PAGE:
Yellen Admits Massive Spending Led to Inflation

Joe Biden’s Treasury Secretary Janet Yellen admitted on Wednesday that the administration’s massive spending agenda has led to the inflation plaguing the nation.

Yellen’s comments came during an interview with Wall Street Journal editor-in-chief Matt Murray. He pointed out to Yellen that a major criticism of the Biden administration and the Federal Reserve has been the “underestimation” of the damage done over the last year by federal spending that has caused inflation. He cited stimulus spending related to COVID relief as the major inflationary item.

Murray asked Yellen what her take as an economist is on how government spending has been responsible for the inflation now hammering the nation.

Yellen then admitted that inflation is a simple matter of supply and demand. She said that the spending funded by the American Rescue Demand “did feed demand.” Even so, she claimed that the spending was “justified and appropriate” because of risks faced by the economy.

In casting the blame on the Trump administration as is commonly done, she said that Biden inherited an economy where “forecasters” were predicting “very high unemployment for a very long time.”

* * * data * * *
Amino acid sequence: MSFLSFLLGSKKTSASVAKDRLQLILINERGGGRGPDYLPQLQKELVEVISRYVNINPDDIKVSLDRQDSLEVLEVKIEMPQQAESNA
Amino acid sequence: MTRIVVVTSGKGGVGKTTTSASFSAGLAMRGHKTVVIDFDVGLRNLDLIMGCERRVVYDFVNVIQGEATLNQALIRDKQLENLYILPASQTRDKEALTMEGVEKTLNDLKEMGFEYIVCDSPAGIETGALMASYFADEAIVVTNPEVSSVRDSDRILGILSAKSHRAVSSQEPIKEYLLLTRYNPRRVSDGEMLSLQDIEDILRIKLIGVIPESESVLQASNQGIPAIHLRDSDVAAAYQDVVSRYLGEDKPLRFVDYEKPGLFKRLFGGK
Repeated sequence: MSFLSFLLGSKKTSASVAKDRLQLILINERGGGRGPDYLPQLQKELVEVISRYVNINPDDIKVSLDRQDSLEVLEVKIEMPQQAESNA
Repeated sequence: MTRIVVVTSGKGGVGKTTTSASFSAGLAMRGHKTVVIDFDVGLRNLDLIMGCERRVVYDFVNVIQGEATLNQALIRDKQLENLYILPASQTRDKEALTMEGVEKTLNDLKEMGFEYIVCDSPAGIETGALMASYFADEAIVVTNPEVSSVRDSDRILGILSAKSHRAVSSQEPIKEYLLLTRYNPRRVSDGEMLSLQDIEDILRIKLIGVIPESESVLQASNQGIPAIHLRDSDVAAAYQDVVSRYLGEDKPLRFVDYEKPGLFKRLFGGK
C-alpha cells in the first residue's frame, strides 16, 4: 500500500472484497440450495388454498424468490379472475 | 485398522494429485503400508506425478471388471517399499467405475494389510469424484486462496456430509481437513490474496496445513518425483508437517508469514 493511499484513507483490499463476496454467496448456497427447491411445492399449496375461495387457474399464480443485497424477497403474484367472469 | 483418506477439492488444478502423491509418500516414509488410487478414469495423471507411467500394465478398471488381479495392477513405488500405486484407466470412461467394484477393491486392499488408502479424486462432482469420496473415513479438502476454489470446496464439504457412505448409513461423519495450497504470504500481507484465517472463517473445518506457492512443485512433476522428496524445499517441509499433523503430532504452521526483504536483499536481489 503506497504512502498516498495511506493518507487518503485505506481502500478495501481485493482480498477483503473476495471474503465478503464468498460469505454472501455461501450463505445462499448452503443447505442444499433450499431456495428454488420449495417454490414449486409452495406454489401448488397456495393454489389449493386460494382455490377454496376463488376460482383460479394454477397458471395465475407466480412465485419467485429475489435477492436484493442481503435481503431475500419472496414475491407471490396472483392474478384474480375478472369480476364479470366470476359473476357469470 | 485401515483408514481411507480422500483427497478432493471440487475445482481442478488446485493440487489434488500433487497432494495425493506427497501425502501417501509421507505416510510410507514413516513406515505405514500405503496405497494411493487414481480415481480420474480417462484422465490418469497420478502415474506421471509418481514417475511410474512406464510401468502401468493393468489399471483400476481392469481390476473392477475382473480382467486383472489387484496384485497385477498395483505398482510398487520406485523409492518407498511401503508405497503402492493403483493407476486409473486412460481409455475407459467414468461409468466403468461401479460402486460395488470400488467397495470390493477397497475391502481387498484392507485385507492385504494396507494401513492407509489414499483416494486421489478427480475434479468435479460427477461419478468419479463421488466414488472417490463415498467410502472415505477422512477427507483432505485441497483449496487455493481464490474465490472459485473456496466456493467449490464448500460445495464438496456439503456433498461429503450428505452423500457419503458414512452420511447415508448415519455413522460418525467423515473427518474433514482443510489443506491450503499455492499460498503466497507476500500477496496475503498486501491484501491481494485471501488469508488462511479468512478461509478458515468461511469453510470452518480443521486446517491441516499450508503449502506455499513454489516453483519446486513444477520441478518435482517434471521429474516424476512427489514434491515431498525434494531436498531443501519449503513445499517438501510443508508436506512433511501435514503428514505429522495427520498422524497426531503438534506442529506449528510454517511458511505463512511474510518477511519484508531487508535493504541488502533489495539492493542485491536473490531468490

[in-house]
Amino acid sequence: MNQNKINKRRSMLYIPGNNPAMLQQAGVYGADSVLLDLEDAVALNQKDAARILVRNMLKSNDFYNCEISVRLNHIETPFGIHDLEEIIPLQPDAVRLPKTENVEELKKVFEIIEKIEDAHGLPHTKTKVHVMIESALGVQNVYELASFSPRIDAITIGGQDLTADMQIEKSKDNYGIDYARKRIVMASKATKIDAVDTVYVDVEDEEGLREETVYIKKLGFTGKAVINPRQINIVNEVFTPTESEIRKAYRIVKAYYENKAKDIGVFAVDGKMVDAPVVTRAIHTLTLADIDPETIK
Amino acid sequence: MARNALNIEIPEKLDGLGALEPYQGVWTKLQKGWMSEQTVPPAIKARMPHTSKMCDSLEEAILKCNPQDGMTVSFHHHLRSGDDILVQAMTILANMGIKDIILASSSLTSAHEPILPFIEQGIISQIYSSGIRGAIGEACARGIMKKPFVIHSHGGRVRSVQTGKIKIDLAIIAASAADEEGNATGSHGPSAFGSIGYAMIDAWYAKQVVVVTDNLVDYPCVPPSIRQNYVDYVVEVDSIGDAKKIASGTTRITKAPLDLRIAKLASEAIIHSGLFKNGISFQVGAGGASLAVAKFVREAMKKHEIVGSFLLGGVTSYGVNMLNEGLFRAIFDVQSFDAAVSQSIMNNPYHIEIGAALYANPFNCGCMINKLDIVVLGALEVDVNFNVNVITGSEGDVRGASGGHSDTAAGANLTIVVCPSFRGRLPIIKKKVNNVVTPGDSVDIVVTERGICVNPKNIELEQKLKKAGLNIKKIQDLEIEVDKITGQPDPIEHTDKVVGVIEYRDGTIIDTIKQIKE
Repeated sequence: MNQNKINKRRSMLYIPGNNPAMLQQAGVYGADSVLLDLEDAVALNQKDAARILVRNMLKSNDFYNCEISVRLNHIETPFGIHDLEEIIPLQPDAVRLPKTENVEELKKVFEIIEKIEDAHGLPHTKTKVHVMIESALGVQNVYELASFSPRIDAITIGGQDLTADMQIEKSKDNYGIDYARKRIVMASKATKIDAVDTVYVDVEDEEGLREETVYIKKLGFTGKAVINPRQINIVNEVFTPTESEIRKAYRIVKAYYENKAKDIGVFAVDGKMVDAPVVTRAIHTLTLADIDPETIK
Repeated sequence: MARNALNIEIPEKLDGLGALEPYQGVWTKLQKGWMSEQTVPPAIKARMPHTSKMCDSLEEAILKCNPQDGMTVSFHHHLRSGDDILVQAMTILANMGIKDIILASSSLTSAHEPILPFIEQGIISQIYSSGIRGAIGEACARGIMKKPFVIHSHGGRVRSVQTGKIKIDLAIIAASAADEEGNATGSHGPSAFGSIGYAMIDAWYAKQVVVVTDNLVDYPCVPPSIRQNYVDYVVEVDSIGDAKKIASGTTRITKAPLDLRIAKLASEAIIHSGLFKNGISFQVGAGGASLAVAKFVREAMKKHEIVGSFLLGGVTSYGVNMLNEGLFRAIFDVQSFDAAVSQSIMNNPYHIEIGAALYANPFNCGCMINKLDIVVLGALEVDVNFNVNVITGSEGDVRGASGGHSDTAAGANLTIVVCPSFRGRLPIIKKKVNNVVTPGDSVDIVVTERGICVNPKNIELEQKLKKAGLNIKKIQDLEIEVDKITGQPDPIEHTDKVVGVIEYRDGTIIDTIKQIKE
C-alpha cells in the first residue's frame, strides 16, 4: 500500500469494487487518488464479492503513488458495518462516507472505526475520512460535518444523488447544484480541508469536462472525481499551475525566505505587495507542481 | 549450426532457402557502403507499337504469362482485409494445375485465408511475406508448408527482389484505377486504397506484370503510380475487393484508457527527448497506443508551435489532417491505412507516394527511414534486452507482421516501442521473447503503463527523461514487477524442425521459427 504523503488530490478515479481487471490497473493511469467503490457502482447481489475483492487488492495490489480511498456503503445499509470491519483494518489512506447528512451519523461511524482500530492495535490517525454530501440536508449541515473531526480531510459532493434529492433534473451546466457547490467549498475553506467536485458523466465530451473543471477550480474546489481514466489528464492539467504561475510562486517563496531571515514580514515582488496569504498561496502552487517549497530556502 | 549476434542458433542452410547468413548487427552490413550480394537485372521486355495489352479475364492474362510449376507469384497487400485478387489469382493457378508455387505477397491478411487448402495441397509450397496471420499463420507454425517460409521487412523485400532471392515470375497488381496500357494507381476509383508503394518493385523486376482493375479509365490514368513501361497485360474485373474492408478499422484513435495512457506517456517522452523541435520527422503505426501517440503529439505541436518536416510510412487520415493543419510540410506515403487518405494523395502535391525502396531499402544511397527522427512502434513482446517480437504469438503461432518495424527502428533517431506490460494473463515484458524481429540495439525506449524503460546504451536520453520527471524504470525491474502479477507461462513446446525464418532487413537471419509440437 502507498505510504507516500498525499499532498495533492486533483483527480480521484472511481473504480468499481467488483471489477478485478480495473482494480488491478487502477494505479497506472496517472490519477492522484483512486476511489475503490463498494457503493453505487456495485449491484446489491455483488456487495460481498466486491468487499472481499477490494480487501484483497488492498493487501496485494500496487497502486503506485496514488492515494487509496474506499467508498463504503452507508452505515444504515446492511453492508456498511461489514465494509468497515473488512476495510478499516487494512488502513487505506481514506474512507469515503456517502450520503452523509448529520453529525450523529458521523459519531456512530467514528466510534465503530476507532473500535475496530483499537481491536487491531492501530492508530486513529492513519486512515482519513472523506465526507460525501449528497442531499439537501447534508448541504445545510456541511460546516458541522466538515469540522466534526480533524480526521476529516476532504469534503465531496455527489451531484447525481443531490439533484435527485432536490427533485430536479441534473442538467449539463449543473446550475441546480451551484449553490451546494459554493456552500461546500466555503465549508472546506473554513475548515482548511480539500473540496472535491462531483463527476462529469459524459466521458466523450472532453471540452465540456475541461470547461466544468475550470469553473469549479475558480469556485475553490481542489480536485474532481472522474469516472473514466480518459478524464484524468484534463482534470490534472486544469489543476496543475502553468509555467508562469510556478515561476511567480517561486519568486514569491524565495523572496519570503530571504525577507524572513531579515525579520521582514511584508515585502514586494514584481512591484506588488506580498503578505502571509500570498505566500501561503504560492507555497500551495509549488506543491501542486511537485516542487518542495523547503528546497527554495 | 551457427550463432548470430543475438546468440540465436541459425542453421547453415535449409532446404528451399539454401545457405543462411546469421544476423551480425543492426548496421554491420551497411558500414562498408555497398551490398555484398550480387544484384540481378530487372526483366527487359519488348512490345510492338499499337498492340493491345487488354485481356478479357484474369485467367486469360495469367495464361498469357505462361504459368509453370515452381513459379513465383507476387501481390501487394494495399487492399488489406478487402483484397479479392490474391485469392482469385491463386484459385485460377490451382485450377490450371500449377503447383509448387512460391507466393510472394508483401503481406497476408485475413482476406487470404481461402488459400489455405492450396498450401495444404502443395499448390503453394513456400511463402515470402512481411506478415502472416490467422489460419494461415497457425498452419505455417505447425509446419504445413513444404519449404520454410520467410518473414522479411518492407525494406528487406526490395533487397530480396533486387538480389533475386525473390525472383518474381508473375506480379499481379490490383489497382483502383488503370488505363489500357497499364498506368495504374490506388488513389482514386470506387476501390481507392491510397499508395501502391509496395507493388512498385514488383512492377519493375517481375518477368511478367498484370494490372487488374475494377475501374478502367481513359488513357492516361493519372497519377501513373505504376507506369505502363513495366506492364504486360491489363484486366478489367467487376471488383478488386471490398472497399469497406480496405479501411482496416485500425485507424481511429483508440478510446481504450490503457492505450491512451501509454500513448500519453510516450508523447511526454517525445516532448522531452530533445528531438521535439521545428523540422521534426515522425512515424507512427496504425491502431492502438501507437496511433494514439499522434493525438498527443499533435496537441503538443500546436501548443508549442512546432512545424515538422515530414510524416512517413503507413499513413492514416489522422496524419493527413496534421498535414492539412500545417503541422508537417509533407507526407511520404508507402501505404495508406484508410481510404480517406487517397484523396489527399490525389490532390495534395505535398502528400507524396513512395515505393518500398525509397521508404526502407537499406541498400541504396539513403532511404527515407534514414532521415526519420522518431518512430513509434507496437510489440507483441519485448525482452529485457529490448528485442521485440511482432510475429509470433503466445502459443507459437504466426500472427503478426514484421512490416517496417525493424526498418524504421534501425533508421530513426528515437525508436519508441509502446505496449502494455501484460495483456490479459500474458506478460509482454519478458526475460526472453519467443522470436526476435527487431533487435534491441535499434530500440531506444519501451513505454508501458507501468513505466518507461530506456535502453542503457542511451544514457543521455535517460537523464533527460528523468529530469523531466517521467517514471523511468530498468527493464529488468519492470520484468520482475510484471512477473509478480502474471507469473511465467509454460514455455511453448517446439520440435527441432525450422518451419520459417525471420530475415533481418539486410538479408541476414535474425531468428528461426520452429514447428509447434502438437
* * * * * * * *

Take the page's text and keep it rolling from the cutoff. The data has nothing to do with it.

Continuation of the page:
Yellen said that when Biden assumed office, the administration saw “cars lined up for miles” to get to food banks and Americans not being able to get enough to eat or feed their children. She said that forecasts of food shortages “were really quite dire.”

In describing a food crisis in hindsight that was not part of the Biden narrative in 2021, she said that the high inflation America now faces was an unintended result. She said that the administration wanted to “avoid another recession” and promote full employment. Yellen said that effort has been a success, despite the fact that the U.S. GDP contracted by 1.4 percent in the first quarter of this year.

Yellen went on to say that she believes the American economy is strong even when considering the economic impact of the sanctions imposed on Russia after its invasion of Ukraine and the supply disruptions that are likely to occur.

Although Yellen and the White House continue to lay the blame elsewhere for high inflation, polling indicates most Americans say the administration is primarily responsible.